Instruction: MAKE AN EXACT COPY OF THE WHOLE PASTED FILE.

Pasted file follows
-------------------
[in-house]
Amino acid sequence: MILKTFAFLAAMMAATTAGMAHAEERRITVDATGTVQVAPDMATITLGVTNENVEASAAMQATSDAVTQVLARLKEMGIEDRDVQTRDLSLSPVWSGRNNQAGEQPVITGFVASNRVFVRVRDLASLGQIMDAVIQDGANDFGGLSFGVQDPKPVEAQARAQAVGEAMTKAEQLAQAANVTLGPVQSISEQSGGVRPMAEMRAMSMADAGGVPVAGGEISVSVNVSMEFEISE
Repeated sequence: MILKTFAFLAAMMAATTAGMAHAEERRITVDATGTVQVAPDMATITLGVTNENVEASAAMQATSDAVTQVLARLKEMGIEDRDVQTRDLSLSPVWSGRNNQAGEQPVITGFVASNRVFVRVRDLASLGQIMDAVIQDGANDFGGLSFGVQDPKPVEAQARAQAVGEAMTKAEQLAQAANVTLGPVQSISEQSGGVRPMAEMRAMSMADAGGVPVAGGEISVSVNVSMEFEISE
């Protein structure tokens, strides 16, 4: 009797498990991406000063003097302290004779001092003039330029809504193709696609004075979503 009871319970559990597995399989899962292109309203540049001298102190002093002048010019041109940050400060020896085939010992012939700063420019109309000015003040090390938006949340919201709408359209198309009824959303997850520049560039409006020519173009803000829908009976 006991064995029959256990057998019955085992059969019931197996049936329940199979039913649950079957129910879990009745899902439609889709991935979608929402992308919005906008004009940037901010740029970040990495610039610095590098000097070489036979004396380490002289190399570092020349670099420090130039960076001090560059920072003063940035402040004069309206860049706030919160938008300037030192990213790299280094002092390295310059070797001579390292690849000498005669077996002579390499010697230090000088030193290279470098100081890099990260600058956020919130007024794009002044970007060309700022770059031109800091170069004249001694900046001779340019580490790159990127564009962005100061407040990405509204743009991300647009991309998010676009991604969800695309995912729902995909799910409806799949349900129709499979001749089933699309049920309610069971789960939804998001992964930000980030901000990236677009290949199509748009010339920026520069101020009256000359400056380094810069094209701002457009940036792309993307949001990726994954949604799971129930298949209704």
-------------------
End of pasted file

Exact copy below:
[in-house]
Amino acid sequence: MILKTFAFLAAMMAATTAGMAHAEERRITVDATGTVQVAPDMATITLGVTNENVEASAAMQATSDAVTQVLARLKEMGIEDRDVQTRDLSLSPVWSGRNNQAGEQPVITGFVASNRVFVRVRDLASLGQIMDAVIQDGANDFGGLSFGVQDPKPVEAQARAQAVGEAMTKAEQLAQAANVTLGPVQSISEQSGGVRPMAEMRAMSMADAGGVPVAGGEISVSVNVSMEFEISE
Repeated sequence: MILKTFAFLAAMMAATTAGMAHAEERRITVDATGTVQVAPDMATITLGVTNENVEASAAMQATSDAVTQVLARLKEMGIEDRDVQTRDLSLSPVWSGRNNQAGEQPVITGFVASNRVFVRVRDLASLGQIMDAVIQDGANDFGGLSFGVQDPKPVEAQARAQAVGEAMTKAEQLAQAANVTLGPVQSISEQSGGVRPMAEMRAMSMADAGGVPVAGGEISVSVNVSMEFEISE
């Protein structure tokens, strides 16, 4: 009797498990991406000063003097302290004779001092003039330029809504193709696609004075979503 009871319970559990597995399989899962292109309203540049001298102190002093002048010019041109940050400060020896085939010992012939700063420019109309000015003040090390938006949340919201709408359209198309009824959303997850520049560039409006020519173009803000829908009976 006991064995029959256990057998019955085992059969019931197996049936329940199979039913649950079957129910879990009745899902439609889709991935979608929402992308919005906008004009940037901010740029970040990495610039610095590098000097070489036979004396380490002289190399570092020349670099420090130039960076001090560059920072003063940035402040004069309206860049706030919160938008300037030192990213790299280094002092390295310059070797001579390292690849000498005669077996002579390499010697230090000088030193290279470098100081890099990260600058956020919130007024794009002044970007060309700022770059031109800091170069004249001694900046001779340019580490790159990127564009962005100061407040990405509204743009991300647009991309998010676009991604969800695309995912729902995909799910409806799949349900129709499979001749089933699309049920309610069971789960939804998001992964930000980030901000990236677009290949199509748009010339920026520069101020009256000359400056380094810069094209701002457009940036792309993307949001990726994954949604799971129930298949209704």